Bishop's storehouse

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Granary building at the LDS Church's Welfare Square in Salt Lake City, Utah. Welfare Square began in 1938 as a bishop's storehouse.[1]
Replica pioneer home and Bishop's Storehouse to the left. Stirling Agricultural Village, Alberta.
The Newel K. Whitney Store in Kirtland, Ohio.

A bishop's storehouse in The Church of Jesus Christ of Latter-day Saints (LDS Church) usually refers to a commodity resource center that is used by bishops (lay leaders of local congregations analogous to pastors or parish priests in other Christian denominations) of the church to provide goods to needy individuals. The storehouses stock basic foods and essential household items. The term can also be used figuratively to refer to all of the time, talents, skills, materials, compassion, and financial means of the members of the church that are available to be applied in the service of the needy.[2]

As of January 2010 there are 138 bishop's storehouses in operation.[3]

Origin[edit]

The concept of the bishop's storehouse is based on a revelation received by church founder Joseph Smith, Jr. on February 9, 1831, whereby he was instructed to keep goods "in my [the Lord's] storehouse, to administer to the poor and the needy".[4] The first bishop's storehouse was established in Bishop Newel K. Whitney's store in Kirtland, Ohio.

Operation[edit]

Most of the goods in the storehouse are purchased with fast offering funds or produced on church-owned agricultural property. The storehouses are staffed by volunteers or church service missionaries. Persons in need, whether members of the church or not, can access the storehouse by approaching a bishop or local Relief Society president. The bishop decides whether or not the person will be given assistance and works with the Relief Society president in determining what the person will be given. The usual practice is to ask the recipient to work or render some form of service in exchange for the good given them.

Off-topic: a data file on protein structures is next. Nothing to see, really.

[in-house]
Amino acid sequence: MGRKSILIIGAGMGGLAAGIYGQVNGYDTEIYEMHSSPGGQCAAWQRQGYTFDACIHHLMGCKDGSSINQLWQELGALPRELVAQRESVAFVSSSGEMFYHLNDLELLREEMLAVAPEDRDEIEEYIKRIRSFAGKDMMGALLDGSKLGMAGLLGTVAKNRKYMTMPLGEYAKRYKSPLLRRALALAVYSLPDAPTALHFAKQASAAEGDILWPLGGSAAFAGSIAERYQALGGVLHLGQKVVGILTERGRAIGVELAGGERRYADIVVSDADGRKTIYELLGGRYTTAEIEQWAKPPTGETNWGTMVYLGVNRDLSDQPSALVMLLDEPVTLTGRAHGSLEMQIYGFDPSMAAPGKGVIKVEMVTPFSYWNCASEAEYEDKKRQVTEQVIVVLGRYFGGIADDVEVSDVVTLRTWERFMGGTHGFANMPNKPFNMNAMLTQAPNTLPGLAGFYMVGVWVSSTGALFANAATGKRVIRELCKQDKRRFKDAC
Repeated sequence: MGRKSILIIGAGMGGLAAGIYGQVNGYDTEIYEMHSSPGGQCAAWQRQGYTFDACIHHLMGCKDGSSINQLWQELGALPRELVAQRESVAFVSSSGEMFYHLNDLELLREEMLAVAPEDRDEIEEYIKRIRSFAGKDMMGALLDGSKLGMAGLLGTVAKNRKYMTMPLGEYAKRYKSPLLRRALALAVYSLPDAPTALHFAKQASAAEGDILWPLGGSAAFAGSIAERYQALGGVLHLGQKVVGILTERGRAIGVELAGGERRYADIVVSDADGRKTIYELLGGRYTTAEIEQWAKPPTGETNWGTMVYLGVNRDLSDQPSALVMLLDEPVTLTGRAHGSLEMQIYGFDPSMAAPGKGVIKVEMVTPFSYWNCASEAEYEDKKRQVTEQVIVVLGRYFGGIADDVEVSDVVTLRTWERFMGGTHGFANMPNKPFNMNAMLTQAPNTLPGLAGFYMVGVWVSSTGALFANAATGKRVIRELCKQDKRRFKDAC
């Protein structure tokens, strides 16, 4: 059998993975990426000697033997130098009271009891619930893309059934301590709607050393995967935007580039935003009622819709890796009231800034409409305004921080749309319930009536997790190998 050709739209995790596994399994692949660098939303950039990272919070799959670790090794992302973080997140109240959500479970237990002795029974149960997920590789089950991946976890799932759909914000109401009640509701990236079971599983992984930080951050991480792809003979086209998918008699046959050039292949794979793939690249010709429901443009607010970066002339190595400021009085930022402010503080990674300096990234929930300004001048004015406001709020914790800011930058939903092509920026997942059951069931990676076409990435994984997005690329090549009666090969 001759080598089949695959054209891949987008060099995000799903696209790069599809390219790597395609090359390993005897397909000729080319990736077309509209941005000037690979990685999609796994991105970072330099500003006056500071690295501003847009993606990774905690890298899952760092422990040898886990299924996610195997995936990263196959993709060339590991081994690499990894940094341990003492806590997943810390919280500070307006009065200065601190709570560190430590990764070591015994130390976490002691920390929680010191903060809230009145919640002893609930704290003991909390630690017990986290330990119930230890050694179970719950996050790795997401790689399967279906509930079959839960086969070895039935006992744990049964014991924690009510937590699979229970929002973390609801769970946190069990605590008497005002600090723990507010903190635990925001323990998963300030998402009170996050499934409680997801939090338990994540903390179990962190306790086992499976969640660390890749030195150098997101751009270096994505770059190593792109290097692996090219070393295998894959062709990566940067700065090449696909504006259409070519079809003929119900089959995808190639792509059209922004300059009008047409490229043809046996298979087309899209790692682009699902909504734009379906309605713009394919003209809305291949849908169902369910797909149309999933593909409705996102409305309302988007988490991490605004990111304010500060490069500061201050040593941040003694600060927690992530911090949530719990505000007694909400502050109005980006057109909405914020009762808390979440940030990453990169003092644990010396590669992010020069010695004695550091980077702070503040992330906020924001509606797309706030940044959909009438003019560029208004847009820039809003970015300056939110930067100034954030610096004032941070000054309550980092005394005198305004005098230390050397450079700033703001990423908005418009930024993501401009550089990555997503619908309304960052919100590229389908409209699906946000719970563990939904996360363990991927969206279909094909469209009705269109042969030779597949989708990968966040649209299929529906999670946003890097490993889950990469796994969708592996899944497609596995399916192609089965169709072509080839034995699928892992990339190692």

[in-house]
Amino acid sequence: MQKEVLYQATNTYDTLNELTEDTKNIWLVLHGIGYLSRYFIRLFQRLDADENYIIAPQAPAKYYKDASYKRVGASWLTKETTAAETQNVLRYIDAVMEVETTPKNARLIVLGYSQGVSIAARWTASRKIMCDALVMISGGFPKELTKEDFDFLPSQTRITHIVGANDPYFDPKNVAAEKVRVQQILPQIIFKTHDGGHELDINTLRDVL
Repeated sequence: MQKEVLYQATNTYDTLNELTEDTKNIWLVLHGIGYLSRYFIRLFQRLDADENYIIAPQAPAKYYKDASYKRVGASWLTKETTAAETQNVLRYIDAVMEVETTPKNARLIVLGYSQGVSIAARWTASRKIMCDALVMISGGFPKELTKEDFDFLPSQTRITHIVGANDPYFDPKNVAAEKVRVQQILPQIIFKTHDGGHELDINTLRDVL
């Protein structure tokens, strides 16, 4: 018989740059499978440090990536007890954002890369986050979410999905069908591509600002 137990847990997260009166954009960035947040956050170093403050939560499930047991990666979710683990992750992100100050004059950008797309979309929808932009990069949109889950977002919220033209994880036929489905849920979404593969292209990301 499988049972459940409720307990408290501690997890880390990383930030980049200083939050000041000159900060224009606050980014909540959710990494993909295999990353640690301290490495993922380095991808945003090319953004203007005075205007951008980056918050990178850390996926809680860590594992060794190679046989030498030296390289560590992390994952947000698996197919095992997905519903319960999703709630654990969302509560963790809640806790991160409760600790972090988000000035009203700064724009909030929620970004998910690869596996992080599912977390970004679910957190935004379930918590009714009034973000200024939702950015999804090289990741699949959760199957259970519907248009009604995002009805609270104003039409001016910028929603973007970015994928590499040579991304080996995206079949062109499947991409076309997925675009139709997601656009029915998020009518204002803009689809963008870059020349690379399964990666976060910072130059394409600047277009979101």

Bishop's storehouses are not commercial entities and goods are generally not for sale to the public through them.

Building vs. available resources[edit]

There are buildings owned throughout the world that serve as bishop's storehouses. In areas of the world without a dedicated building, the bishop can render assistance by purchasing food and household necessities with church fast offering funds and delivering the goods to the recipient. This may also be done when the recipient has special dietary needs not catered to through the storehouse. The bishop can also draw on the "storehouse" of church members' available time, talents, and abilities to assist the needy.

See also[edit]

Notes[edit]

  1. ^ Welfare Square entry in the Encyclopedia of Mormonism, 1992 ed., pgs 1558-9.
  2. ^ LDS Church (2004). Providing in the Lord's Way: A Leader's Guide to Welfare p. 8.
  3. ^ Welfare Square: Place of Hope for the Needy, "News Story", Newsroom (LDS Church), 6 January 2010 
  4. ^ Doctrine and Covenants 42:33–34, 55.

References[edit]

External links[edit]